Running at the Speed of Crazy


There is no doubt that our cultural bias has become, “faster is better.” It doesn’t matter who I talk to, everyone seems to be multi-tasking, going as fast as they can, and desperately looking for tools, tips, tricks and techniques to move even faster. There is also a cultural bias to be a “doer.” The busier you are and the more you do the more status you have. To paraphrase Brene Brown, overworking and exhaustion have become status symbols.

OverworkedIf you are honest with yourself, are you caught up in this trend? What are you really achieving and how effective are you? More and more research shows that humans can’t actually multi-task successfully. It also shows that if you only think about things quickly and on a shallow level just to be done and move on, you are losing the ability to think deeply and critically. (Remember, the brain is adaptable. If you don’t use it, you lose it, when it comes to various thinking abilities and capacities.)

In addition, recent research and books argue that rest and play are powerful and important to human’s abilities to be creative and innovative. So the message is becoming pretty clear that “do more, go faster” has been maxed out as an approach.

I have a real world example of a very successful entrepreneur who is in absolutely no rush, or hurry of any kind. He doesn’t overwork and, in fact, feels quite under control and calm and he has been highly successful. He does not plan for explosive growth and is in no big rush to “make things happen.” Despite his norm busting philosophy, he has successfully built an 8-figure company during the last 15 years that has had continuous, consistent, stable growth year after year. I know far more entrepreneurs who are running around and exhausting themselves “chasing their tails,” who have never experienced this level of growth or success.

It is very important to note that certain personality types have a bias toward speed and excessive doing. It’s a comfort zone for them. They are also assertive types and so the “more, more, go faster” feels good to them. In the process however, they tend to roll over others who bring different points-of-view or who work at different paces. Unfortunately, our collective cultural bias favors and praises these particular personality types over others. (See my previous blog on the enneagram for more about types.)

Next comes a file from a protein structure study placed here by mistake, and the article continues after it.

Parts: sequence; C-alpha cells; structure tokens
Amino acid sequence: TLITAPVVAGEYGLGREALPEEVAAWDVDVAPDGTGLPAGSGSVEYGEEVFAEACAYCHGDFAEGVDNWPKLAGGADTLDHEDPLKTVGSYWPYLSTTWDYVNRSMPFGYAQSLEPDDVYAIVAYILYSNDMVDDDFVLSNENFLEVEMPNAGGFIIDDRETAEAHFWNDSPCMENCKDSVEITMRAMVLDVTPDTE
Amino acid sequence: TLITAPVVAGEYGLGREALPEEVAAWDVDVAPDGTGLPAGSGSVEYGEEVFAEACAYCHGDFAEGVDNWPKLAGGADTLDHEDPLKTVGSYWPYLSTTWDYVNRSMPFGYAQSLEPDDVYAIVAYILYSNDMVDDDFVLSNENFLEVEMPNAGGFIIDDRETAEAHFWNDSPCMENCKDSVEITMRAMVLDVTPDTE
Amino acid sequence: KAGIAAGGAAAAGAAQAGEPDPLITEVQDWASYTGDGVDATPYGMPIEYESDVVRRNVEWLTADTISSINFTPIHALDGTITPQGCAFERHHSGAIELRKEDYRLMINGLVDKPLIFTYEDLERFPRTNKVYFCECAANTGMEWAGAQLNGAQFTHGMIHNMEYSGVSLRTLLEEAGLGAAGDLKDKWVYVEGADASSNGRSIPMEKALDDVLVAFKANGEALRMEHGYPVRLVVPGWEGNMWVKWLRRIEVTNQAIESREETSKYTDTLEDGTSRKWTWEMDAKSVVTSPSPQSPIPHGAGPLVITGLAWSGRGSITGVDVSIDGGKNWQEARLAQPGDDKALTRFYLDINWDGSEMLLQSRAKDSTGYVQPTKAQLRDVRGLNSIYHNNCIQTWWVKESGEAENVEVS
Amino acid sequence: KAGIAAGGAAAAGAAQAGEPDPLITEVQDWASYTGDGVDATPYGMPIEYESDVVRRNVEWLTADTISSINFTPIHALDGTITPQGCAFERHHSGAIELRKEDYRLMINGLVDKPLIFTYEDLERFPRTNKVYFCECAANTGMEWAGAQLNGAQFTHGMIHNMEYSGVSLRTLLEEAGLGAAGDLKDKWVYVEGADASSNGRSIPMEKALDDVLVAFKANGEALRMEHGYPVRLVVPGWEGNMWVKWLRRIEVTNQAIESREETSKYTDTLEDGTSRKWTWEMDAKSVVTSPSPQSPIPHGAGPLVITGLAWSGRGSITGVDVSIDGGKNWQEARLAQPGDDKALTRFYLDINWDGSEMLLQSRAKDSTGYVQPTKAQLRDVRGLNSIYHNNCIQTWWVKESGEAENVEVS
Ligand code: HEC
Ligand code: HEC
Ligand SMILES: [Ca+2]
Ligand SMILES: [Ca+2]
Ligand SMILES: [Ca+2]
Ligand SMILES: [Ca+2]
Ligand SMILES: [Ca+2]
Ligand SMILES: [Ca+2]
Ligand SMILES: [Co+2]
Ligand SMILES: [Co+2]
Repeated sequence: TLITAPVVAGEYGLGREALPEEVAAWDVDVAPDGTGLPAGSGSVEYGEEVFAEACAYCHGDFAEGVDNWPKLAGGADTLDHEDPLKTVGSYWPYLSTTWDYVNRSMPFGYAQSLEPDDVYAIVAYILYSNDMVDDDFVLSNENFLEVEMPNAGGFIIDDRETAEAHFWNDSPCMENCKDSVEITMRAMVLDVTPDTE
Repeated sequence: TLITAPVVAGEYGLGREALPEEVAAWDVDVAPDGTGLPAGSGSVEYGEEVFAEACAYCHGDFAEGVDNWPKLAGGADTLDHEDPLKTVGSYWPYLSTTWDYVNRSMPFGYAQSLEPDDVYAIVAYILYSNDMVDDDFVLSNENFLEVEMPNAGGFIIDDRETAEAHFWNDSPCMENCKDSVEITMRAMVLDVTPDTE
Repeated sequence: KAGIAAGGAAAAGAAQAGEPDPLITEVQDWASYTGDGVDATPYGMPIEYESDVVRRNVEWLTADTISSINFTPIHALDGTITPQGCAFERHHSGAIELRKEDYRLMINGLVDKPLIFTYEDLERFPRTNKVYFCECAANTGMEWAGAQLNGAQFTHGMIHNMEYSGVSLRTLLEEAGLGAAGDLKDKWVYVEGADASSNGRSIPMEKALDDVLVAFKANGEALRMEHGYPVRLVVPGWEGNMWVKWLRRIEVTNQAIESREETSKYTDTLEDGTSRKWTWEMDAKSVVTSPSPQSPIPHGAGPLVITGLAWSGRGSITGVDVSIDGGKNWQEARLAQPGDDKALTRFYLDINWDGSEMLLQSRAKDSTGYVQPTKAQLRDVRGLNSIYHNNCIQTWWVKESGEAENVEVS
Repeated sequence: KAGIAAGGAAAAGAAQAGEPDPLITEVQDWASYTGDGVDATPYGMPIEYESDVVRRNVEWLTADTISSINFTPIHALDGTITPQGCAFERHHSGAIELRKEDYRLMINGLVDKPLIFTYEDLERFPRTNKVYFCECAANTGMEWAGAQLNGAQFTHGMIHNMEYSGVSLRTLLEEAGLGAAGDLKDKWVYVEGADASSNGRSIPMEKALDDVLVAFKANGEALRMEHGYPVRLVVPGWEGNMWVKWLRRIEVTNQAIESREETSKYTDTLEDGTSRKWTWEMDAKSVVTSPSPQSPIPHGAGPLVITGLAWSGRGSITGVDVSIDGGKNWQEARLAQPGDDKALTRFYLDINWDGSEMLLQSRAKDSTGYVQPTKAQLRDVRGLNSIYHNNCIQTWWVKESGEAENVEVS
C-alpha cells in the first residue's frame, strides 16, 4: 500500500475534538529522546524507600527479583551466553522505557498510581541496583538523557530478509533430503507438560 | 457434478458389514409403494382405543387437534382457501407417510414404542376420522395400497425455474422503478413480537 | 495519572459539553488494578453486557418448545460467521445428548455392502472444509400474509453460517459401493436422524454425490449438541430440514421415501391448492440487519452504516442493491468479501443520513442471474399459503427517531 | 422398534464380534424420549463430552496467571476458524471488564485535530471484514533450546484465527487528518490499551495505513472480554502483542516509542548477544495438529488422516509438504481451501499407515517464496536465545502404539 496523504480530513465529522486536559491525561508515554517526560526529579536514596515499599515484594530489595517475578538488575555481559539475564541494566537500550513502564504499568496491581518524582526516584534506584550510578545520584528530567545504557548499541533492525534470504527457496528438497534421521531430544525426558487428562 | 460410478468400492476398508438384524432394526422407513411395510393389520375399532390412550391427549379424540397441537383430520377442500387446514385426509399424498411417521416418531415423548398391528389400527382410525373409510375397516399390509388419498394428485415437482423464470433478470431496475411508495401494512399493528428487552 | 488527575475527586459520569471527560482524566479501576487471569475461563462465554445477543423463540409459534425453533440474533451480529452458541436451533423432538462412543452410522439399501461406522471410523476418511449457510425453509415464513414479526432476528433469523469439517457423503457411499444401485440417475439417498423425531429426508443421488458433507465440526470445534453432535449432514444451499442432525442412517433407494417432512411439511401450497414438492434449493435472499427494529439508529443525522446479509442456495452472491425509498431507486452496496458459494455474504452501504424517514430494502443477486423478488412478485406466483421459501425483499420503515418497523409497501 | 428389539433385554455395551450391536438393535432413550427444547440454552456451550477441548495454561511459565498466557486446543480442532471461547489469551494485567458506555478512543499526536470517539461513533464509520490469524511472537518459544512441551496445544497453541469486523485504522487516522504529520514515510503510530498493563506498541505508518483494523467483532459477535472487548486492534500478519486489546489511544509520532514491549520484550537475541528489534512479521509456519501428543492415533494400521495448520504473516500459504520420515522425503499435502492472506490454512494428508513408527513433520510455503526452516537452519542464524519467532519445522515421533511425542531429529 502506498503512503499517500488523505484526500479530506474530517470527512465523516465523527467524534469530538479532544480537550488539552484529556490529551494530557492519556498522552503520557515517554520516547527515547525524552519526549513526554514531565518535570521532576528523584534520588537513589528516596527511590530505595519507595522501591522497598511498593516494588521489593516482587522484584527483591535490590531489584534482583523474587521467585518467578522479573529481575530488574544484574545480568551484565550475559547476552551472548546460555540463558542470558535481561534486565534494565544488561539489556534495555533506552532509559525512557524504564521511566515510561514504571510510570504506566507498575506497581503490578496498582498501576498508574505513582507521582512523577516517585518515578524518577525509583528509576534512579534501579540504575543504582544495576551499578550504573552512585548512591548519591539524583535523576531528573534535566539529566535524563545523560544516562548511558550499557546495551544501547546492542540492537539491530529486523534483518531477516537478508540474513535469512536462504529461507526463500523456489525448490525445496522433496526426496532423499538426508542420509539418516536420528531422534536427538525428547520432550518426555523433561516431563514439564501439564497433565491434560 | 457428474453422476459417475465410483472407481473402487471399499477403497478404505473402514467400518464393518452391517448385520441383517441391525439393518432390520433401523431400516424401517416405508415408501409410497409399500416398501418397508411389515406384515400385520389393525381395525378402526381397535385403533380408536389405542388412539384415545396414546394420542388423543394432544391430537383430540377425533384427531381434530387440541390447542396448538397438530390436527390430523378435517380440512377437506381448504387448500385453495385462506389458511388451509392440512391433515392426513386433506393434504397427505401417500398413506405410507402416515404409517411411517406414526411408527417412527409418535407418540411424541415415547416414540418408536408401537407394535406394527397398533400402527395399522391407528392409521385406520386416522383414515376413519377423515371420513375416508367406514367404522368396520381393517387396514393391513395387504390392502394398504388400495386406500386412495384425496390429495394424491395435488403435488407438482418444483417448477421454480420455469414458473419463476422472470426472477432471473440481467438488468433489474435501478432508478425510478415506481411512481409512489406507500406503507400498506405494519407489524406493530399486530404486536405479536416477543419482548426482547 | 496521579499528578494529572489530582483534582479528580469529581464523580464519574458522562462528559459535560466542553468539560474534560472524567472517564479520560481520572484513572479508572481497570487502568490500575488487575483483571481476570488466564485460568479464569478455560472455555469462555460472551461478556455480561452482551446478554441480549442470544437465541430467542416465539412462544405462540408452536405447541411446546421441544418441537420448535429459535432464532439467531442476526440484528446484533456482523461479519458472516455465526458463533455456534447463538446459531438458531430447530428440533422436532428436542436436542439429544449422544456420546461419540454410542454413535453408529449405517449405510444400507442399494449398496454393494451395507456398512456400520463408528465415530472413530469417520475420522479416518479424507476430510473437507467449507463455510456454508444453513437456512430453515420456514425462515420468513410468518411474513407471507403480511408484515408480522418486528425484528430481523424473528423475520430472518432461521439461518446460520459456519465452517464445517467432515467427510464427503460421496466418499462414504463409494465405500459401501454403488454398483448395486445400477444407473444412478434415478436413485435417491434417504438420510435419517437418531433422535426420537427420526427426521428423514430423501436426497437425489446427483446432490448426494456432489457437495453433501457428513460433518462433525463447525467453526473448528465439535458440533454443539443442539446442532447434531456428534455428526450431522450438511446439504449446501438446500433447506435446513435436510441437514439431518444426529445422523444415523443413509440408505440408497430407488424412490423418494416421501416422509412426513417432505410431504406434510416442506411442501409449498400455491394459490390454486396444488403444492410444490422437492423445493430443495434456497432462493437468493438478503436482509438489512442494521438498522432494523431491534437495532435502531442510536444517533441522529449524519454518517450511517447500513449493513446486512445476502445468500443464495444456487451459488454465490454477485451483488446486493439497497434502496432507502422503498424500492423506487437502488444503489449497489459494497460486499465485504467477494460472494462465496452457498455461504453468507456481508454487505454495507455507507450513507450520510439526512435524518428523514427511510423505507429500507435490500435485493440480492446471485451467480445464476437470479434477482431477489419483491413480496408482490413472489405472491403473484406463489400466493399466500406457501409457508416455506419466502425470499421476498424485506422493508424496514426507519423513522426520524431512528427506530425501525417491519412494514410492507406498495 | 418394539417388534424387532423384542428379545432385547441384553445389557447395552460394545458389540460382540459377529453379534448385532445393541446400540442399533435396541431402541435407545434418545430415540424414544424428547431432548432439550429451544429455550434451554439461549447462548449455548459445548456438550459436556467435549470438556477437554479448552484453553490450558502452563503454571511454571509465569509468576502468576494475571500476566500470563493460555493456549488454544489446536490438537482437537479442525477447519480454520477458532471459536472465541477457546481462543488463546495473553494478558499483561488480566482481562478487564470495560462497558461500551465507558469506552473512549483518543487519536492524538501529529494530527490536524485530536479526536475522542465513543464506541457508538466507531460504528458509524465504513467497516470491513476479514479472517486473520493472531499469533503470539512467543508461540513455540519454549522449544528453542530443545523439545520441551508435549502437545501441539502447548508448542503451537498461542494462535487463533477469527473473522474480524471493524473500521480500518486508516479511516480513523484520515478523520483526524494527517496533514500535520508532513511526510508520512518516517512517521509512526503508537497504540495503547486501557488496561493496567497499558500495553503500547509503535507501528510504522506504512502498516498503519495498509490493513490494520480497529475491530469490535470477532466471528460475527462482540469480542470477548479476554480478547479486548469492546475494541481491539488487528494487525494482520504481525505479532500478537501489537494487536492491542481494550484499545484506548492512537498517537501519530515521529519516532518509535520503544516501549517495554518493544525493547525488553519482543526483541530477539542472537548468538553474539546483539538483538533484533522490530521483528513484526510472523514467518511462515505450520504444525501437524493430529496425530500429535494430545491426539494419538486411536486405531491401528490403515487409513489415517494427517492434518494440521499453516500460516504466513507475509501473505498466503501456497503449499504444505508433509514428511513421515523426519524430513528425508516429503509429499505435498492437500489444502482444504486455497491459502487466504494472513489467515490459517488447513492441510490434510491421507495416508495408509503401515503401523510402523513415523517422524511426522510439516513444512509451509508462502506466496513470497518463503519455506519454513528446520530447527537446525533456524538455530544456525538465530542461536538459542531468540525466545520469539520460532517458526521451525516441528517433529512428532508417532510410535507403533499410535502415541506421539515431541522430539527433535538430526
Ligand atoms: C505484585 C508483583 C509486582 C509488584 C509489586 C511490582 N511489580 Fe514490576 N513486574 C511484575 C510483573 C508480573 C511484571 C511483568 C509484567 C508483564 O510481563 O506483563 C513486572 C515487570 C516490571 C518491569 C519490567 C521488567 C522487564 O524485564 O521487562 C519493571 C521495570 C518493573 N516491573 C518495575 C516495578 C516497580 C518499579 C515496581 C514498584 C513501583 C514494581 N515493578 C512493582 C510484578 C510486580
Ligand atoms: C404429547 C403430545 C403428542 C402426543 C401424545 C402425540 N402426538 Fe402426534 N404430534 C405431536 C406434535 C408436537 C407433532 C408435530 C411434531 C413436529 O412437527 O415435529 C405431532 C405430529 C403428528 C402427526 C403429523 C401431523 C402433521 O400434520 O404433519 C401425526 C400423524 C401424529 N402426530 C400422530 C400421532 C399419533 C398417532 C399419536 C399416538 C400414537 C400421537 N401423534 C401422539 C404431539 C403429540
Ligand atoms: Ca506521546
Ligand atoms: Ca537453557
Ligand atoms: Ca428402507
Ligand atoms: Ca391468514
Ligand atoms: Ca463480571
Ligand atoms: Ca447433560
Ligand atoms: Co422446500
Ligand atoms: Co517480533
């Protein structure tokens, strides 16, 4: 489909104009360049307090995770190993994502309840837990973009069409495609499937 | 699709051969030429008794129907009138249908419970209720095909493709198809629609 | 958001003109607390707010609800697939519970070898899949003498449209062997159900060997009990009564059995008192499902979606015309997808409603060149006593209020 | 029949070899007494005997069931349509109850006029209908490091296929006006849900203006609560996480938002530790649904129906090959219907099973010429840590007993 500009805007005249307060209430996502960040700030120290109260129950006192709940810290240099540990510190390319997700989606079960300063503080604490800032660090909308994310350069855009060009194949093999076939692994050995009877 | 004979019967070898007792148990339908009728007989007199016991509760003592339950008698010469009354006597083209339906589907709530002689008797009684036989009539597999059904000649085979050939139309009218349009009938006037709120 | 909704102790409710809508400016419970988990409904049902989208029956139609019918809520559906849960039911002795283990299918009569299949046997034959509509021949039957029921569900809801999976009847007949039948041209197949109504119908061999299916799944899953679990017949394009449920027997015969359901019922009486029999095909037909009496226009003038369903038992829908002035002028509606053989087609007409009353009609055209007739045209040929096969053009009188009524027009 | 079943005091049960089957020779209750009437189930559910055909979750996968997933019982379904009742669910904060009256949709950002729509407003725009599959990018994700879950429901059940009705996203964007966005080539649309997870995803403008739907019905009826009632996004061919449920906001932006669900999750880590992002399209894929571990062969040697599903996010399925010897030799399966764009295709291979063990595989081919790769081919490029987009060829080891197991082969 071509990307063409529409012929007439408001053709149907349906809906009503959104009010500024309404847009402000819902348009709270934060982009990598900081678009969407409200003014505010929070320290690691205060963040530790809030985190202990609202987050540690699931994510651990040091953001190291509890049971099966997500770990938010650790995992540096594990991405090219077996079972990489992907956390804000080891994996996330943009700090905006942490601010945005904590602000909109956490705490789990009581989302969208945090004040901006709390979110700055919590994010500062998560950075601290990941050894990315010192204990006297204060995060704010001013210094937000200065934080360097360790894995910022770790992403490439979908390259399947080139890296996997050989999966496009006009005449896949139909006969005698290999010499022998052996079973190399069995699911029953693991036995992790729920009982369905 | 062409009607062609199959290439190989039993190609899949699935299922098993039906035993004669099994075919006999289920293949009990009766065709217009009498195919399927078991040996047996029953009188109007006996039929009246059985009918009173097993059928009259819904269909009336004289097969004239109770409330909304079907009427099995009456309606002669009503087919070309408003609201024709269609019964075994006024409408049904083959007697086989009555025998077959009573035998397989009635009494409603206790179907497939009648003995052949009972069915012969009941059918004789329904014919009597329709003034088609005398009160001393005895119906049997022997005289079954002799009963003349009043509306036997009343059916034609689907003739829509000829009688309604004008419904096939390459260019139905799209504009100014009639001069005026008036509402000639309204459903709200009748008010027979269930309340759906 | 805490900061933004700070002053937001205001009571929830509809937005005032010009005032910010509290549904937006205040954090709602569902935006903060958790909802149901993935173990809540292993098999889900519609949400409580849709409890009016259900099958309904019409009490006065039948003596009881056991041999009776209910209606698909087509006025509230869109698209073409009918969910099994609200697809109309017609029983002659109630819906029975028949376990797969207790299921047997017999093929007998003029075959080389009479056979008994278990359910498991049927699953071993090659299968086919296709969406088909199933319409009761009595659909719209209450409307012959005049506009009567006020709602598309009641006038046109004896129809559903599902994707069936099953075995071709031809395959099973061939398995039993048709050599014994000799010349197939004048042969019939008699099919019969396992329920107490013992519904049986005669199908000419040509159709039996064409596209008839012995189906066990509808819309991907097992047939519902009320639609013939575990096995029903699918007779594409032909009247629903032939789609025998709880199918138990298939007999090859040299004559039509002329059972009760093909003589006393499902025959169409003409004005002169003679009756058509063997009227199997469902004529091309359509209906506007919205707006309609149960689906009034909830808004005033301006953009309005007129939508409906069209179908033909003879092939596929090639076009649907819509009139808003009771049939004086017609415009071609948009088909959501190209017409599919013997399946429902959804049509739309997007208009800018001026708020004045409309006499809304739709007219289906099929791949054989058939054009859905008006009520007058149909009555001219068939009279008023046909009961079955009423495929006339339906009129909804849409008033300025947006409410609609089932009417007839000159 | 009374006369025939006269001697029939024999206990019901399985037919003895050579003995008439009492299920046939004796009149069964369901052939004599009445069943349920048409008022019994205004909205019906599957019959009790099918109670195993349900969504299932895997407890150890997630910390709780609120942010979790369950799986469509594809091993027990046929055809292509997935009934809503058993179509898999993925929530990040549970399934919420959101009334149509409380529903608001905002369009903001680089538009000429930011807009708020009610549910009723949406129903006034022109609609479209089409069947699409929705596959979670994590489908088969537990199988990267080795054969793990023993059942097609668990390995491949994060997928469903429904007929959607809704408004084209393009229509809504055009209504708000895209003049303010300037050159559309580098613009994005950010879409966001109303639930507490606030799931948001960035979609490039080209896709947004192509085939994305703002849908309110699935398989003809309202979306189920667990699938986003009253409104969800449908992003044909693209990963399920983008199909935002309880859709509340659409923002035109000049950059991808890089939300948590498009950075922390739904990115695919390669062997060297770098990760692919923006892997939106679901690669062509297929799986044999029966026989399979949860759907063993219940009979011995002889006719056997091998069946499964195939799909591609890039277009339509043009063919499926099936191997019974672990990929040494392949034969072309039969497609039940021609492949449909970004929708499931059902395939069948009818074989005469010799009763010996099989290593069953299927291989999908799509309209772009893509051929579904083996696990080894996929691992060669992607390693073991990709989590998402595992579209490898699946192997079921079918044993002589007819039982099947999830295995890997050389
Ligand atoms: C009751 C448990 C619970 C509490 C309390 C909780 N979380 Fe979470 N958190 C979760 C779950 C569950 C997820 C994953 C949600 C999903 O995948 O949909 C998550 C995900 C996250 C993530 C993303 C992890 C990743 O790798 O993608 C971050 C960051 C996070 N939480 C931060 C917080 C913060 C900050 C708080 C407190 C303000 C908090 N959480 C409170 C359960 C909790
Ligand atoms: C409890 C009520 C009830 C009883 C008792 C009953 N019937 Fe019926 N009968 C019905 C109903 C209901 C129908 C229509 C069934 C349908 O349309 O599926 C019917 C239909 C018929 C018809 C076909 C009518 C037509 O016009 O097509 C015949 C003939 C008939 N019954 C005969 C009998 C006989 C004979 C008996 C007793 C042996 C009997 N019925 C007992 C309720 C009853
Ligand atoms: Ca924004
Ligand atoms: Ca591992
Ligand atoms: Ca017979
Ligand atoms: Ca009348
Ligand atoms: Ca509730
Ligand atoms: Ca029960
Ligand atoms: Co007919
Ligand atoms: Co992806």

This whole issue really raises important questions to ask yourself. If your schedule is jam-packed and you are running morning, noon and night, do a reality check. Is this approach really making you successful and sustaining your success? Is that just a story you are telling yourself? Are you actually in pain working this way yet feel the need to buy into the cultural bias? Are you really sure that if you didn’t build in some play, some fun or some down time that things would stop working or start to fail? Is that what you promote within your organization? Are you really sure this is the healthiest approach for your entire team or is it just your personal comfort zone?

Category: Wellness

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About the Author: Dwight Frindt

“What does it require from a leader to create team member focus, collaboration, and effective action particularly in times of externalities that create tremendous stress?” Such questions have driven Dwi

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